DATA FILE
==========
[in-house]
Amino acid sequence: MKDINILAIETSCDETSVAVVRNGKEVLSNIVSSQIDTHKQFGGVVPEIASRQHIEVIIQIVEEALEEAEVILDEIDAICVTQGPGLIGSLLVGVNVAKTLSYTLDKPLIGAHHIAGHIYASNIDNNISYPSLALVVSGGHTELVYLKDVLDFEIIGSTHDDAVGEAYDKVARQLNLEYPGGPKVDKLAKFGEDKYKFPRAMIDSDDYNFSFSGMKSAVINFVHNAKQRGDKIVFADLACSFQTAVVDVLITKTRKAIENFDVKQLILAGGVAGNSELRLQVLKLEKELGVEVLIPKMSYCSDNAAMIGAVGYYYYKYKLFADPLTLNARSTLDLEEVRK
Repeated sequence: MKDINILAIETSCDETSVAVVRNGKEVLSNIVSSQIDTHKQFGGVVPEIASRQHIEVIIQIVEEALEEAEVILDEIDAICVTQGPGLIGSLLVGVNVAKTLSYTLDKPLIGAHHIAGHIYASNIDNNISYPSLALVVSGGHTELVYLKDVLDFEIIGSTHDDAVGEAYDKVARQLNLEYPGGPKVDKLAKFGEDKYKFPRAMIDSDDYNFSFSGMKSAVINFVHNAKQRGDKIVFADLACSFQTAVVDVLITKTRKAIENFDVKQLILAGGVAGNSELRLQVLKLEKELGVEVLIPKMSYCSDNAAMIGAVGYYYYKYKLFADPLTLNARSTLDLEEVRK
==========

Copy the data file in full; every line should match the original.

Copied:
[in-house]
Amino acid sequence: MKDINILAIETSCDETSVAVVRNGKEVLSNIVSSQIDTHKQFGGVVPEIASRQHIEVIIQIVEEALEEAEVILDEIDAICVTQGPGLIGSLLVGVNVAKTLSYTLDKPLIGAHHIAGHIYASNIDNNISYPSLALVVSGGHTELVYLKDVLDFEIIGSTHDDAVGEAYDKVARQLNLEYPGGPKVDKLAKFGEDKYKFPRAMIDSDDYNFSFSGMKSAVINFVHNAKQRGDKIVFADLACSFQTAVVDVLITKTRKAIENFDVKQLILAGGVAGNSELRLQVLKLEKELGVEVLIPKMSYCSDNAAMIGAVGYYYYKYKLFADPLTLNARSTLDLEEVRK
Repeated sequence: MKDINILAIETSCDETSVAVVRNGKEVLSNIVSSQIDTHKQFGGVVPEIASRQHIEVIIQIVEEALEEAEVILDEIDAICVTQGPGLIGSLLVGVNVAKTLSYTLDKPLIGAHHIAGHIYASNIDNNISYPSLALVVSGGHTELVYLKDVLDFEIIGSTHDDAVGEAYDKVARQLNLEYPGGPKVDKLAKFGEDKYKFPRAMIDSDDYNFSFSGMKSAVINFVHNAKQRGDKIVFADLACSFQTAVVDVLITKTRKAIENFDVKQLILAGGVAGNSELRLQVLKLEKELGVEVLIPKMSYCSDNAAMIGAVGYYYYKYKLFADPLTLNARSTLDLEEVRK